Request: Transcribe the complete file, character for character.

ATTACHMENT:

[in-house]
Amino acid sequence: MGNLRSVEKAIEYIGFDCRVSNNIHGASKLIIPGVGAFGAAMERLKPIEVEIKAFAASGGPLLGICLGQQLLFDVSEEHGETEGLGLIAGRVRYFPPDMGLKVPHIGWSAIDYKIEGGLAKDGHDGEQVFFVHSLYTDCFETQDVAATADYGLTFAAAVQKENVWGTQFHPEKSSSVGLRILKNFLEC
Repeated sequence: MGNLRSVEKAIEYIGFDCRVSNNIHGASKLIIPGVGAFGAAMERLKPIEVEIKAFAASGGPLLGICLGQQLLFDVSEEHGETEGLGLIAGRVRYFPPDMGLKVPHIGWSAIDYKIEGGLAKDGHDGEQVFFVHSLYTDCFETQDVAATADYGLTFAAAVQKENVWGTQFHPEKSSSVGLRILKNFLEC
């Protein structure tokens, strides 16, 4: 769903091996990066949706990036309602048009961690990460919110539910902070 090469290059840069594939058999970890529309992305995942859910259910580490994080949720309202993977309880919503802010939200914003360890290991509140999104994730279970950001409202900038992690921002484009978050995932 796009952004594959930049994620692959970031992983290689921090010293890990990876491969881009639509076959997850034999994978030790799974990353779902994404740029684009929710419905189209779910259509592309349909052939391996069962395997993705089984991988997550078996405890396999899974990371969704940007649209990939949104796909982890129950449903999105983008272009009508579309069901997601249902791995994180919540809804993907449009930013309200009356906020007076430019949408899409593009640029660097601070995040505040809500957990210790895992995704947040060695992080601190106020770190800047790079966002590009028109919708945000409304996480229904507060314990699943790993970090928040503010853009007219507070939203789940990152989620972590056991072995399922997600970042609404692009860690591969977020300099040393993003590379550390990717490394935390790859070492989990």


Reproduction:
[in-house]
Amino acid sequence: MGNLRSVEKAIEYIGFDCRVSNNIHGASKLIIPGVGAFGAAMERLKPIEVEIKAFAASGGPLLGICLGQQLLFDVSEEHGETEGLGLIAGRVRYFPPDMGLKVPHIGWSAIDYKIEGGLAKDGHDGEQVFFVHSLYTDCFETQDVAATADYGLTFAAAVQKENVWGTQFHPEKSSSVGLRILKNFLEC
Repeated sequence: MGNLRSVEKAIEYIGFDCRVSNNIHGASKLIIPGVGAFGAAMERLKPIEVEIKAFAASGGPLLGICLGQQLLFDVSEEHGETEGLGLIAGRVRYFPPDMGLKVPHIGWSAIDYKIEGGLAKDGHDGEQVFFVHSLYTDCFETQDVAATADYGLTFAAAVQKENVWGTQFHPEKSSSVGLRILKNFLEC
């Protein structure tokens, strides 16, 4: 769903091996990066949706990036309602048009961690990460919110539910902070 090469290059840069594939058999970890529309992305995942859910259910580490994080949720309202993977309880919503802010939200914003360890290991509140999104994730279970950001409202900038992690921002484009978050995932 796009952004594959930049994620692959970031992983290689921090010293890990990876491969881009639509076959997850034999994978030790799974990353779902994404740029684009929710419905189209779910259509592309349909052939391996069962395997993705089984991988997550078996405890396999899974990371969704940007649209990939949104796909982890129950449903999105983008272009009508579309069901997601249902791995994180919540809804993907449009930013309200009356906020007076430019949408899409593009640029660097601070995040505040809500957990210790895992995704947040060695992080601190106020770190800047790079966002590009028109919708945000409304996480229904507060314990699943790993970090928040503010853009007219507070939203789940990152989620972590056991072995399922997600970042609404692009860690591969977020300099040393993003590379550390990717490394935390790859070492989990």